In A Tale of Two Cities, how is it that Darnay is able to pass the guard-house in France?

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It is clear that if we look at the first chapter of Book the Third, entitled "In Secret," we find that Darnay experienced many problems during his journey to reach Paris to try and save the life of the faithful Gabelle. Clearly, Dickens presents to us a picture of France in chaos, where the established order of things has been overturned and has vanished, and therefore it is very difficult for somebody such as Darnay to travel unmolested and unhindered. Note what the text tells us in this chapter about his journey:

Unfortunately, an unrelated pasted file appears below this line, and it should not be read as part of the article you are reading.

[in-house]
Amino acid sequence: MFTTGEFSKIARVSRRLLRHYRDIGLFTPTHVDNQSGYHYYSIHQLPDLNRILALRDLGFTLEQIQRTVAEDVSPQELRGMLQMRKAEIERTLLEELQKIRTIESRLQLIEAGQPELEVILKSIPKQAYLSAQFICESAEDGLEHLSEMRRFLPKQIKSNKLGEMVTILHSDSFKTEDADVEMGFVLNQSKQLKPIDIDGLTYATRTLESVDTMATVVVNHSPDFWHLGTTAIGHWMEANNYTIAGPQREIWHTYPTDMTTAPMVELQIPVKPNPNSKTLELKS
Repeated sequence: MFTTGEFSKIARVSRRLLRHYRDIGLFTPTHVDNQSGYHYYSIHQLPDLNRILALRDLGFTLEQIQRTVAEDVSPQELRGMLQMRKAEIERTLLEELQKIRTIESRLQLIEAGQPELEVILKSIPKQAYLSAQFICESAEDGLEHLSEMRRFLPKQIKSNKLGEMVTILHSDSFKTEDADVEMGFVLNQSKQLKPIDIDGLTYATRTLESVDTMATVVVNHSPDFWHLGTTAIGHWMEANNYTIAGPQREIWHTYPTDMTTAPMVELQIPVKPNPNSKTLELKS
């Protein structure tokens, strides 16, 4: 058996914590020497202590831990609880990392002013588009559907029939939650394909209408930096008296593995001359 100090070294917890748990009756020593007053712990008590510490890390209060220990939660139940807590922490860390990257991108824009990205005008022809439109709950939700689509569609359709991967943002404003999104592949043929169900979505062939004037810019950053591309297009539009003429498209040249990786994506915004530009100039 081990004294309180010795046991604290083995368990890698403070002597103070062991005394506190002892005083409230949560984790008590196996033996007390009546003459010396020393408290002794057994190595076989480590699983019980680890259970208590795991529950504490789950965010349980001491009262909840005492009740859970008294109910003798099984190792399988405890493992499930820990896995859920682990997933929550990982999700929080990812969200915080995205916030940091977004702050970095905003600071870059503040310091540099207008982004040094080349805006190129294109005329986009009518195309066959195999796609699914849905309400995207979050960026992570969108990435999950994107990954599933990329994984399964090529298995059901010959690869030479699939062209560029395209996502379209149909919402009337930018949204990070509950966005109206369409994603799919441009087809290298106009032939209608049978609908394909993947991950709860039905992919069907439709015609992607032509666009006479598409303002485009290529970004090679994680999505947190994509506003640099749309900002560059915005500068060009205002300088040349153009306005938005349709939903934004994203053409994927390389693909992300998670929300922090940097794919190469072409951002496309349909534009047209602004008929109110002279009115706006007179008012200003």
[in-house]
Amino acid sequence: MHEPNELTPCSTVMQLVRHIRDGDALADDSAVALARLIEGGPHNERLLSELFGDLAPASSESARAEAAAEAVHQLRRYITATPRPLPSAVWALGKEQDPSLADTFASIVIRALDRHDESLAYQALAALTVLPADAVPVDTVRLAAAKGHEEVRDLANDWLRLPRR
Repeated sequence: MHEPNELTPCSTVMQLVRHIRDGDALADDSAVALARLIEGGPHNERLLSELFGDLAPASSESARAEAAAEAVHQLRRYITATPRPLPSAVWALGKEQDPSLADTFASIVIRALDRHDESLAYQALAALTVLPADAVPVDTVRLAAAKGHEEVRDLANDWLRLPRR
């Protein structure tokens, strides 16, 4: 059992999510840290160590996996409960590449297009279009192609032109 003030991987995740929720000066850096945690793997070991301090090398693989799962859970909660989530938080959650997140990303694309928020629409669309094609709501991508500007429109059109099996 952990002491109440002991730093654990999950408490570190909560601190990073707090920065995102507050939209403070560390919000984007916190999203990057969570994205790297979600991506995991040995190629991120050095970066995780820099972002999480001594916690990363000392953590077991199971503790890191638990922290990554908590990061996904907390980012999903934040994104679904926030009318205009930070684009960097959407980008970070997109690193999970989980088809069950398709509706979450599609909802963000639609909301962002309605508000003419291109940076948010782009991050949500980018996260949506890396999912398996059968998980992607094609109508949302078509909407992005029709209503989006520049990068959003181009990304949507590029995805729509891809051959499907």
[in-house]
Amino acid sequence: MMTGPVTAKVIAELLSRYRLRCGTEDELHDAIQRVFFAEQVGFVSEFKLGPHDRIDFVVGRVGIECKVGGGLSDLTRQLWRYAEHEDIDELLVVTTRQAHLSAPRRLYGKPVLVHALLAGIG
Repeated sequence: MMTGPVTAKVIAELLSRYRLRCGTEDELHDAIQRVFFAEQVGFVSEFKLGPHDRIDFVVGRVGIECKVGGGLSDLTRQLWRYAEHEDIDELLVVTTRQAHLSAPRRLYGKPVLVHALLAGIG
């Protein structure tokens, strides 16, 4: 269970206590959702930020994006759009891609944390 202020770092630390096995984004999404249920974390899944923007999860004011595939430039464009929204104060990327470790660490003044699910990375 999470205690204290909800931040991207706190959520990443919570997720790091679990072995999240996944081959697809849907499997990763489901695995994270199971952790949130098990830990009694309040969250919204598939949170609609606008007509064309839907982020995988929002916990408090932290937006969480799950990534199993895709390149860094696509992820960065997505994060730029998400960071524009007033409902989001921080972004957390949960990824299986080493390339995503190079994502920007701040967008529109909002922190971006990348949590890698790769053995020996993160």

This universal watchfulness not only stopped him on the highway twenty times in a stage, but retarded his progress twenty times in a day, by riding after him and taking him back, riding before him and stopping him by anticipation, riding with him and keeping him in charge. He had been days upon his journey in France alone, when he went to bed tired out, in a little town on the high road, still along way from Paris.

We are told that it was only the production of Gabelle's letter that had managed to get him this far, and he had been forced to use the letter again to pass the guard house that had held him for so long. The atmosphere of approaching terror and doom thus is created, which prepares us for Darnay's arrest and his escort to Paris.

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A Tale of Two Cities

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